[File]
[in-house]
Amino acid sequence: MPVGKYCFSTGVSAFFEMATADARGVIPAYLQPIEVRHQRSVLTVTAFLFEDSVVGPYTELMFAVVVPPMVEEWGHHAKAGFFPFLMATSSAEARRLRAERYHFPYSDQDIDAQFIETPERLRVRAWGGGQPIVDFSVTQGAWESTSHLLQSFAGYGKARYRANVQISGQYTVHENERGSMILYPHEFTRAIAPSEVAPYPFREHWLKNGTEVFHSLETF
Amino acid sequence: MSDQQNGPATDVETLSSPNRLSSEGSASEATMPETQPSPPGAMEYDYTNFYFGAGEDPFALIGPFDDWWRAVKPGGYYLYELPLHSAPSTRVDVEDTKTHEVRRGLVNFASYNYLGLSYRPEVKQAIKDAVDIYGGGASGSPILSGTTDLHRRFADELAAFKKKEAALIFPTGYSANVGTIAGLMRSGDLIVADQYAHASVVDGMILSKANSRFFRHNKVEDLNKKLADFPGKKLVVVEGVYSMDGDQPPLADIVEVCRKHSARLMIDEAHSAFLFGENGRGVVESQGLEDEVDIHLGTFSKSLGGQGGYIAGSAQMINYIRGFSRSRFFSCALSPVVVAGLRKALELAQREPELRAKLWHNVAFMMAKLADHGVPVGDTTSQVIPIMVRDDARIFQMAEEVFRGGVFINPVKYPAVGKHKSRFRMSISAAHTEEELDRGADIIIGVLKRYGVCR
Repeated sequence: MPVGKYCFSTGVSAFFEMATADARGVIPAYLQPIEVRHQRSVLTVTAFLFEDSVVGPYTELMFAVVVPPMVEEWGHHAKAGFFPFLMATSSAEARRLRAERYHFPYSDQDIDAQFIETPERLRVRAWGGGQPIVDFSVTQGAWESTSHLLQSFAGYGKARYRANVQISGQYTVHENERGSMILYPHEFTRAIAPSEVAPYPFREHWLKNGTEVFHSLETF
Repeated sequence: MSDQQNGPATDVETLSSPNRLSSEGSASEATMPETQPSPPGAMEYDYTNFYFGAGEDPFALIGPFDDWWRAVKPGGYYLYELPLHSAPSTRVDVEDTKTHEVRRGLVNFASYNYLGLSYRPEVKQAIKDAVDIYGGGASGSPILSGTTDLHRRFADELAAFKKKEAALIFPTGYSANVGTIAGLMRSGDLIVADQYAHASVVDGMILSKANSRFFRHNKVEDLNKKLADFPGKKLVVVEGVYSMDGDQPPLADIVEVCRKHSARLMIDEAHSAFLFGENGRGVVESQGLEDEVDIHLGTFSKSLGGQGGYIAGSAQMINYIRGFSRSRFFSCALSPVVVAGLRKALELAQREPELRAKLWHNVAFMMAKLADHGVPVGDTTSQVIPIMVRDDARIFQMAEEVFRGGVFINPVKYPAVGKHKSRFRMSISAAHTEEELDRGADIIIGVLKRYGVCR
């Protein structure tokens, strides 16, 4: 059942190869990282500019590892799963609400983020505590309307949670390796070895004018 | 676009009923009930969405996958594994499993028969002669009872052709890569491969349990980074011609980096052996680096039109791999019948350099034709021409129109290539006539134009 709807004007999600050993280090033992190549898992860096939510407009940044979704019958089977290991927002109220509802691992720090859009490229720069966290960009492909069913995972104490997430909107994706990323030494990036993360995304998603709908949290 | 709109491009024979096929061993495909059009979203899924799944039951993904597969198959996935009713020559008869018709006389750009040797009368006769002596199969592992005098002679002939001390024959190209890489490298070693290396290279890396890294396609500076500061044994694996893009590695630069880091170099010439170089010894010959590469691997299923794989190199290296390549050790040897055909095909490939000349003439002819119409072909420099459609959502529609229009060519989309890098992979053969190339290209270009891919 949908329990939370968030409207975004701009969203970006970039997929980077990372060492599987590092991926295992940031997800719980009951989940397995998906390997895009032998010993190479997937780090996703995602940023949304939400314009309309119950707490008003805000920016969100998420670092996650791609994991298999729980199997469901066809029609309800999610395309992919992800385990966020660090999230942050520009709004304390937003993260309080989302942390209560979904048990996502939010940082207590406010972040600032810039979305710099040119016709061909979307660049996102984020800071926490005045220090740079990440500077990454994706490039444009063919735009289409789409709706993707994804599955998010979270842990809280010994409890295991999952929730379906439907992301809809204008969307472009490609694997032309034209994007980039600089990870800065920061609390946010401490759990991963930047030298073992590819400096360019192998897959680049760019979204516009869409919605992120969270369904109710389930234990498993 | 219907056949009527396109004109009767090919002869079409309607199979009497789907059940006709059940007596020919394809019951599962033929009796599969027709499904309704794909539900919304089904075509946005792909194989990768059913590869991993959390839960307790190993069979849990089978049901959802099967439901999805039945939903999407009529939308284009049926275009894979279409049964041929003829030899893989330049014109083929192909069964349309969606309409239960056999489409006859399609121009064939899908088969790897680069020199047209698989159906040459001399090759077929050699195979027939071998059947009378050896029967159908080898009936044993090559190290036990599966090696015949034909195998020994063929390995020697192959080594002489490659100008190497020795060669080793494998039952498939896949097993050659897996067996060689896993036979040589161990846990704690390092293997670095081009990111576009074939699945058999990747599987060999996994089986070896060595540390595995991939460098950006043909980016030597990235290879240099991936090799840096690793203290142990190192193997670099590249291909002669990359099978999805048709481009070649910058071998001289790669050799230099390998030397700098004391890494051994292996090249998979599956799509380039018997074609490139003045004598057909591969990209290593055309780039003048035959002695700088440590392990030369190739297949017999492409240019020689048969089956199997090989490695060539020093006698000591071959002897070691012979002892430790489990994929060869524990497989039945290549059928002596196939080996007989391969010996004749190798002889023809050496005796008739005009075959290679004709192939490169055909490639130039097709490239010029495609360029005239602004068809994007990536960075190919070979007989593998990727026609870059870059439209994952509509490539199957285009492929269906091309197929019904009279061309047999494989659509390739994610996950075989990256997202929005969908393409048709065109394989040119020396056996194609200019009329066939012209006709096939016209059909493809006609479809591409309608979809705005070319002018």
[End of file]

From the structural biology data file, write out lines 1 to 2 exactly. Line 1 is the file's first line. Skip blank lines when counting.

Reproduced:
[in-house]
Amino acid sequence: MPVGKYCFSTGVSAFFEMATADARGVIPAYLQPIEVRHQRSVLTVTAFLFEDSVVGPYTELMFAVVVPPMVEEWGHHAKAGFFPFLMATSSAEARRLRAERYHFPYSDQDIDAQFIETPERLRVRAWGGGQPIVDFSVTQGAWESTSHLLQSFAGYGKARYRANVQISGQYTVHENERGSMILYPHEFTRAIAPSEVAPYPFREHWLKNGTEVFHSLETF